Use a ShockWiz. You can now rent them online. It *will* help you get your suspension dialed. The key is to go ride a variety of terrain, and I recommend two setup sessions for each end (two for the fork and two for the shock).
 

Porkyford

Member
Feb 21, 2019
35
25
Edinburgh
If you are asking about the Shockwiz compression ratio you need to do the setup wizard on your bike to obtain it. You will need to do it again if you change the number of volume reducers too.
Thanks for your help, I have done the set up wizz and it said 2.9. My mates levo shows 2.6.... same bike but smaller size... I thought they both read the same!! I’m on a L and he’s on a M... ?‍♂️
 

Eckythump

Well-known member
Founding Member
Jan 16, 2018
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North Yorkshire
It can be different for the same size bike with the same shock. Someone being heavy handed with the grease on rebuild can make a difference
 
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33red

New Member
Jun 12, 2019
447
137
Quebec, Canada
Here is my question about my 2017 120 mm HT bought recently(it was unsold).
What are the advantages if i increase it to 130 mm in 2 months when the maintenance is due.
I bought the bike with 3.0x27.5, now i use a Rekon 2.8(rear) and love it. I would replace my front with a 2.8 Rekon(not available in 3.0).
I figure the longer fork would replace the BB about where it was with 2x3.0
Now i use 60PSI in the fork would that change?
The fork is SR Suntour Raidon XC-RL-R 27.5 Air 15QLC2 Remote Lockout, air/oil, Travel: 120mm, aluminium steerer tube 1 1/8" - 1 1/2" tapered, thru-axle Boost
I mesured the stanchion and they are long enough.
I hate bangning my bike so i do not want a lower BB.
I ride relaxed no big jumps/drops.
Thanks
 

RickBullotta

E*POWAH Elite World Champion
Jun 5, 2019
1,826
1,560
USA
Here is my question about my 2017 120 mm HT bought recently(it was unsold).
What are the advantages if i increase it to 130 mm in 2 months when the maintenance is due.
I bought the bike with 3.0x27.5, now i use a Rekon 2.8(rear) and love it. I would replace my front with a 2.8 Rekon(not available in 3.0).
I figure the longer fork would replace the BB about where it was with 2x3.0
Now i use 60PSI in the fork would that change?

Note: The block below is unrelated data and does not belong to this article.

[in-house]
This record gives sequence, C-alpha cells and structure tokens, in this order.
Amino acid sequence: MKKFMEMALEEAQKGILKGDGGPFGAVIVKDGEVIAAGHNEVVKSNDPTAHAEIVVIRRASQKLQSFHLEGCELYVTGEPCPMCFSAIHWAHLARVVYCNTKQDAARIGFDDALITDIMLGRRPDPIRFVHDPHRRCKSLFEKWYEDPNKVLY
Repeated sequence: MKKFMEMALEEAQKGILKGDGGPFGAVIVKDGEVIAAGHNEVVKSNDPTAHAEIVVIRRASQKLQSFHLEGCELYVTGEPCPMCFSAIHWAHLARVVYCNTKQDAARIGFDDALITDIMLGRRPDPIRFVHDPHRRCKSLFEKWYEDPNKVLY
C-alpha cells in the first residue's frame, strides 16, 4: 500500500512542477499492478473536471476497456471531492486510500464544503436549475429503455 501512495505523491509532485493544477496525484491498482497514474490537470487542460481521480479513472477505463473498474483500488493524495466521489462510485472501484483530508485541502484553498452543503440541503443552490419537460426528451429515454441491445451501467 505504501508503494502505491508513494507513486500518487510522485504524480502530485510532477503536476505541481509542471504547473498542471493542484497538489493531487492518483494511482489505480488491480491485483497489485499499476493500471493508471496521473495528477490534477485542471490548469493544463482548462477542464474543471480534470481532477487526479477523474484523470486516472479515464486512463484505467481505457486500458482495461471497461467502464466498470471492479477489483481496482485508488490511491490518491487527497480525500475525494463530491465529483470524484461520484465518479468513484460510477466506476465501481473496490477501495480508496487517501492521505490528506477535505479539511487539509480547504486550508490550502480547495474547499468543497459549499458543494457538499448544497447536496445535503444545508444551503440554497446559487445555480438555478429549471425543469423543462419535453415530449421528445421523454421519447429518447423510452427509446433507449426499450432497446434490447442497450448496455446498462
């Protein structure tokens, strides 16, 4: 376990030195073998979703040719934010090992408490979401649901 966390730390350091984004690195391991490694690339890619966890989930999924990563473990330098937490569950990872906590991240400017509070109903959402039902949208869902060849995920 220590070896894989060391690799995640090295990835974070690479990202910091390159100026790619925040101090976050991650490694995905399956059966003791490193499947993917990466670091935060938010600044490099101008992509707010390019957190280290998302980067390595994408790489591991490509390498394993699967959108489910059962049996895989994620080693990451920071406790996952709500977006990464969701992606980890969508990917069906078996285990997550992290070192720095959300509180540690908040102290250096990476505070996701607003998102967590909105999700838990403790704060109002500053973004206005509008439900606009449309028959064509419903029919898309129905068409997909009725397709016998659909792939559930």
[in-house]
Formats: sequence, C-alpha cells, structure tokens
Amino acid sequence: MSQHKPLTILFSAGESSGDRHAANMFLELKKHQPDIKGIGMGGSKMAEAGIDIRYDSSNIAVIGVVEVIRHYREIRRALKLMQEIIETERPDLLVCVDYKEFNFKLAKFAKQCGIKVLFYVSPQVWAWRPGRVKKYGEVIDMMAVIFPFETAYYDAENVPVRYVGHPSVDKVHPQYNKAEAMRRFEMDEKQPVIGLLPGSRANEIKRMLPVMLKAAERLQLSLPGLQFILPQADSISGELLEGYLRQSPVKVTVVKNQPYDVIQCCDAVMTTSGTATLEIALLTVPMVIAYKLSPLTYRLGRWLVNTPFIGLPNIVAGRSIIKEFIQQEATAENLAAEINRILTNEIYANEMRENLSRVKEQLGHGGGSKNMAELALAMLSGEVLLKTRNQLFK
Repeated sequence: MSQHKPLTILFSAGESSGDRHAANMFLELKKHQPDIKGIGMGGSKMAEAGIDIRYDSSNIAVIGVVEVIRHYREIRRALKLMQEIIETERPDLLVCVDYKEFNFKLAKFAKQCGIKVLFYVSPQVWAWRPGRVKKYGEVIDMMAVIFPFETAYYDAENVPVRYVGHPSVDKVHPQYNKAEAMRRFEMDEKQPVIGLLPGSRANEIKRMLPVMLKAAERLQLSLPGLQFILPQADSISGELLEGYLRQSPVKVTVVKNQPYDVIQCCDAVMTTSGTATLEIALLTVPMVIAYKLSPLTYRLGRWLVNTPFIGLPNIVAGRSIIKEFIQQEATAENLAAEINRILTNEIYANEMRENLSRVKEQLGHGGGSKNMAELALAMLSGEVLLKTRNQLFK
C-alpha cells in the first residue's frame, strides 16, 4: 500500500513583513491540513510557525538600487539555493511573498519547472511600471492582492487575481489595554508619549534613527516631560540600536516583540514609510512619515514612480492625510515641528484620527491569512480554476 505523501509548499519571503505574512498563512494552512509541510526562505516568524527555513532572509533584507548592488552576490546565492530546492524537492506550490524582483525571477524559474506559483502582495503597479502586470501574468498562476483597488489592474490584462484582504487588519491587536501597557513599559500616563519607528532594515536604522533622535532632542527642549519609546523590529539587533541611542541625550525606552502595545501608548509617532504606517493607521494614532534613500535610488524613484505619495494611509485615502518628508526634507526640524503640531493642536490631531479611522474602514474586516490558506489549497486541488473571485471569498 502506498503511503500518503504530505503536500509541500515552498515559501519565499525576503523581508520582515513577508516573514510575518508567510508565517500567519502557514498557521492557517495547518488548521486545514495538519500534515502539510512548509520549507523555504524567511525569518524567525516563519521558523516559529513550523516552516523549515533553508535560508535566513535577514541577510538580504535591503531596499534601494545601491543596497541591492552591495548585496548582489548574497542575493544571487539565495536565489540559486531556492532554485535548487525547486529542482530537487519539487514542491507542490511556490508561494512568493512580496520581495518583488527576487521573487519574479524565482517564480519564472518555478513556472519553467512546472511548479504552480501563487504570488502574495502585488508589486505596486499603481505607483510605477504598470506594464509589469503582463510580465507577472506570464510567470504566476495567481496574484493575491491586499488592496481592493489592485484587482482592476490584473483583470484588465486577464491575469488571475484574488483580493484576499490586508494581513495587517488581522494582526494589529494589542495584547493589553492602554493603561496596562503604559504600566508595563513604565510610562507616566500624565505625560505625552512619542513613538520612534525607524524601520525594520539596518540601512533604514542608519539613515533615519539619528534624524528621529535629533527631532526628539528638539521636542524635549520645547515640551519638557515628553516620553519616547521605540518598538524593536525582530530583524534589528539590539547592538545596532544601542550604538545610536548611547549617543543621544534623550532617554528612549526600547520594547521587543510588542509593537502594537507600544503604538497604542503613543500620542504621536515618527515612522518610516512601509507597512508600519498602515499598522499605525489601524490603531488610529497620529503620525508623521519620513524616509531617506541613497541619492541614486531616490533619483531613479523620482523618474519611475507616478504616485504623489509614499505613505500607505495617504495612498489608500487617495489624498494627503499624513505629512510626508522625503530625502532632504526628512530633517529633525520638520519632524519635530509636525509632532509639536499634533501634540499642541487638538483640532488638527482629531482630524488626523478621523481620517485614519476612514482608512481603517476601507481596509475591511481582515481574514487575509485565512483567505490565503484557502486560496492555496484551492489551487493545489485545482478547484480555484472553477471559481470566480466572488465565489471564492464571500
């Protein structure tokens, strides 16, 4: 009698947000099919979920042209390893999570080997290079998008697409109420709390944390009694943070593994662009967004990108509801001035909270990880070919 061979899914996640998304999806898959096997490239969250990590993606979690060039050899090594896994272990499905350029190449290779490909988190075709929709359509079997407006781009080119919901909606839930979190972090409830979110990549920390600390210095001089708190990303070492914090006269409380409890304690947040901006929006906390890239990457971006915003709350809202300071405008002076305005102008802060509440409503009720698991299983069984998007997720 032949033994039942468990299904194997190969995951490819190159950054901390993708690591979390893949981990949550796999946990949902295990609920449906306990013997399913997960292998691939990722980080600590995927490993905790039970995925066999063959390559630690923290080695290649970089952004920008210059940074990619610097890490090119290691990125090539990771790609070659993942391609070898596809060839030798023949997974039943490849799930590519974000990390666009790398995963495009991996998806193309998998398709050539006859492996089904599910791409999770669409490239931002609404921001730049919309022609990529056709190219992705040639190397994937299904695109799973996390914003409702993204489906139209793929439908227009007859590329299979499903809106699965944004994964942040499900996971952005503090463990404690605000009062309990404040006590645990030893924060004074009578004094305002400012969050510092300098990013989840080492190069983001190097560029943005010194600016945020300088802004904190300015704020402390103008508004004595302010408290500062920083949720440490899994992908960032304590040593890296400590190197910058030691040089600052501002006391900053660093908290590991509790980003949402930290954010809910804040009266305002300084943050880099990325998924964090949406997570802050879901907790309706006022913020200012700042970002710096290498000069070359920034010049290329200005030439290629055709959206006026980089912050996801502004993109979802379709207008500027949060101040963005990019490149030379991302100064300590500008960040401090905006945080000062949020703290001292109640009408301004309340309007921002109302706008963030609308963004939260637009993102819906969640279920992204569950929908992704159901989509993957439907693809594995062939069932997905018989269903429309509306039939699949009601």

The fork is SR Suntour Raidon XC-RL-R 27.5 Air 15QLC2 Remote Lockout, air/oil, Travel: 120mm, aluminium steerer tube 1 1/8" - 1 1/2" tapered, thru-axle Boost
I mesured the stanchion and they are long enough.
I hate bangning my bike so i do not want a lower BB.
I ride relaxed no big jumps/drops.
Thanks

You have two options: shorter cranks or a taller fork. To achieve the latter, you don't need to get a new fork. You can put a taller crown race on it. It looks a little unusual but it does the job quite well. You can have any height you want made by MTBTools:

Extended Crown Race for Fat Bike Suspension Fork Clearance - Custom Mountain Bike Parts | Custom Mountain Bike Parts for MTB Riders, by MTB Riders

It will slacken the head angle a bit (I prefer it that way) and will lift the BB height approximately 1/2 of the height of the spacer.

My friend just did both on his older KTM eMTB (went with 160mm cranks and a 17mm spacer) and he's very happy with the results.
 

Gary

Old Tartan Bollocks
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it'll raise the BB aprox 3mm (yes. 3mm.. look at that on a tape measure. it's fuck all)
Pedal strikes are entirely the fault of the rider. Not the BB height or crank length. (especially on Emtbs). Learn to look ahead properly and time pedal strokes and ride with correct foot position. this will sometimes mean raising/dropping a crank arm to pass an obsticle/dip/rise/rut/rock etc. other times it will mean riding cranks level. through practice/time on the bike you'll learn when each approach is appropriate.

the extra 10mm travel will allow you to run very slightly more sag (mm not %), so the fork should be very slightly more supple on small hits and (if set up correctly) will swallow slightly larger bumps. (due to 10mm more big hit capability)
the change in H/A is negligable (less than a half a degree).
you may want to drop your bar height 5-7mm to compensate for the increase in axle to crown height. not everyone is sensitive to this. (I am)
Riding a hardtail well is more about learning to be dynamic and using your body to compress/pump than suspension travel. Stand up as much as possible. Emtb HT even more so as the rear ends are harsh AF with all that extra weight

hope some of this helps.
 
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Eddy Current

E*POWAH Master
Oct 20, 2019
578
315
NORTH Spain
This is a helpful thread but unfortunately you can change the natural behavior of a suspension by adding or removing tokens or tuning the rebound settings. If it’s designed to be progressive you can turn it less progressive but ain’t going to perform like a suspension developed to be linear. This is a equation that involves the architecture of the rear triangle, your own weight, the kinematics of the bike, the geometry as well, and the shocks